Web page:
I volunteered a few hours of my time at the Decatur Garden Tour last weekend, specifically at a garden with pool and beautifully cared for antique roses. Pat Maddux, owner and gracious hostess, spent the entire shift with us volunteers. While we sat on her patio and drank iced tea, she pointed visitors to the goldfish pond and the sparkling salt-water pool. Not a bad trade for tickets to the tour.
Private enough for skinny-dipping on hot summer nights…what bliss!
David Austin roses scent the front yard and other varieties border the pool.
She has Ligustrum, Tea Olives (osmanthus fragrans) and Arborvitae Green Giant in her foundation plantings.
Original wood models for papier-maché bunnies.
The next day I visited three gardens. This first one on Adams Street owned by Patty and Ed Buckley, had a tiny formal herb garden, great seating arrangements and lovely perennial borders scattered with sculptural elements.
The Daiga Dunis and Kim Wallen garden was also on Adams Street and featured a pond and old stone garage converted to artist’s studio.
An idyllic backyard for reading, listening to birds and sketching. Cool and serene.
Ryan Gainey’s magical enclave was next. If you’ve never visited his garden, please go on Decatur’s fall garden tour. And try to meet him. He is a marvel of knowledge about plants and flowers. I went to his late afternoon talk on antique roses and how to use them in the garden. To answer a question about whether his roses liked being intertwined with moonvine, clematis and jasmine, he whispered, ‘they are lovers’. Atlanta’s poet of nature.
The irony is not lost on Gainey that the Cherokee Rose is Georgia’s state flower, while the state drove the entire Cherokee tribe out of the territory from the early to late 1800s. He pointedly asks us if we know the rose’s history. His own great great grandmother was a full blooded Cherokee. Watch him talk about the mythology of the rose in this video.
A charming guest cottage in the back of the property.
A spiral staircase up to the tree-house.
Greenhouse with goddess sculpture.
A special Eden.
Gainey reading from Peter Coates’ hard to find 1970 book, Flowers in History. Another recommended book is A Rose by Any Other Name by Douglas Brenner and Stephen Scanniello. Gainey says he never sprays his roses, not even for black spot or powdery mildew. He chooses hardy varieties and plants only those that bloom once a season. He gets 1 gallon plants from two favored growers; Pat Henry of Roses Unlimited (“she has a passion for roses”), who grows them on their own rootstock, and the Antique Rose Emporium in Texas.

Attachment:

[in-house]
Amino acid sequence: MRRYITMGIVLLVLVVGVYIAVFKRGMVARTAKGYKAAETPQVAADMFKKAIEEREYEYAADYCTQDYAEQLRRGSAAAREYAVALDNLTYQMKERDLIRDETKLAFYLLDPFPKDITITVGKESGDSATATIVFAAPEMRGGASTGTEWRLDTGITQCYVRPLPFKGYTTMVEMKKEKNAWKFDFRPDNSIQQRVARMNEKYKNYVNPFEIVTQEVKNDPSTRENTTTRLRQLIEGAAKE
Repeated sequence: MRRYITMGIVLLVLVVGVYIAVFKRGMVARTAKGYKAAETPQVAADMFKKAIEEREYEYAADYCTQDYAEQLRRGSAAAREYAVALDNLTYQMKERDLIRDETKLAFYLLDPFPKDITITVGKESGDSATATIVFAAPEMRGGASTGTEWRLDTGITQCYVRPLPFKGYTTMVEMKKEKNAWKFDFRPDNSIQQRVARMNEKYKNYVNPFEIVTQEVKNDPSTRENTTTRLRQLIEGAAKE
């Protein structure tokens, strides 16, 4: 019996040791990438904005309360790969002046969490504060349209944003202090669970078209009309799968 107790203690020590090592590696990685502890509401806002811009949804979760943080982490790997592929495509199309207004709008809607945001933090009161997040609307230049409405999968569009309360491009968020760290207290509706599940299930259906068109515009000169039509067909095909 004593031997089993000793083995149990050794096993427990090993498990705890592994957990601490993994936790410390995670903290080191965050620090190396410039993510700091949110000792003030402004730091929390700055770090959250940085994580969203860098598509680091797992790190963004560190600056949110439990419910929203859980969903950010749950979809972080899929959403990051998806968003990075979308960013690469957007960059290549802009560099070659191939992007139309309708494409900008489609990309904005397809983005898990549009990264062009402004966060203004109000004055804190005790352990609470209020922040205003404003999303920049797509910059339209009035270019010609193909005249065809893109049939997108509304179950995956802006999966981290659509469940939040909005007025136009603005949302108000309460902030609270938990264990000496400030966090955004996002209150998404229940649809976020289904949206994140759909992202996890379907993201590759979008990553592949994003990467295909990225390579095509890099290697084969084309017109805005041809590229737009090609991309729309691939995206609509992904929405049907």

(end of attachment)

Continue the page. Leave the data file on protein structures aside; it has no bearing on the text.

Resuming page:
Finally, a wonderful video on the Southern Spaces site about figs with Gainey’s narration, produced by Steve Bransford.
Excerpt from Bransford’s essay:
This video short is one of several satellite pieces connected to their comprehensive film about Gainey, which fuses biography and botanical discourse. Born in the 1940s, Gainey grew up poor and gay in rural South Carolina and attended Clemson University, where he studied ornamental horticulture. Using vernacular plants in classical garden design, he became a successful landscaper in the 1980s. He is renowned for pairing English garden aesthetics with native plants of the southeastern United States.
As is evident in the introduction of this short video, Gainey’s gardens become fields of memory. He participates in seed saving movements that value heirloom plants, both botanically and culturally. He sees plants as part of larger historical narratives, whether they are species grown by Benjamin Franklin or Gainey’s own grandmother. Gainey’s musings on figs (using scientific Latinate terms and discussing Western mythology) demonstrate his devotion to gardening as botany and cultural study.
“Fields of memory”, I may steal that phrase for a painting…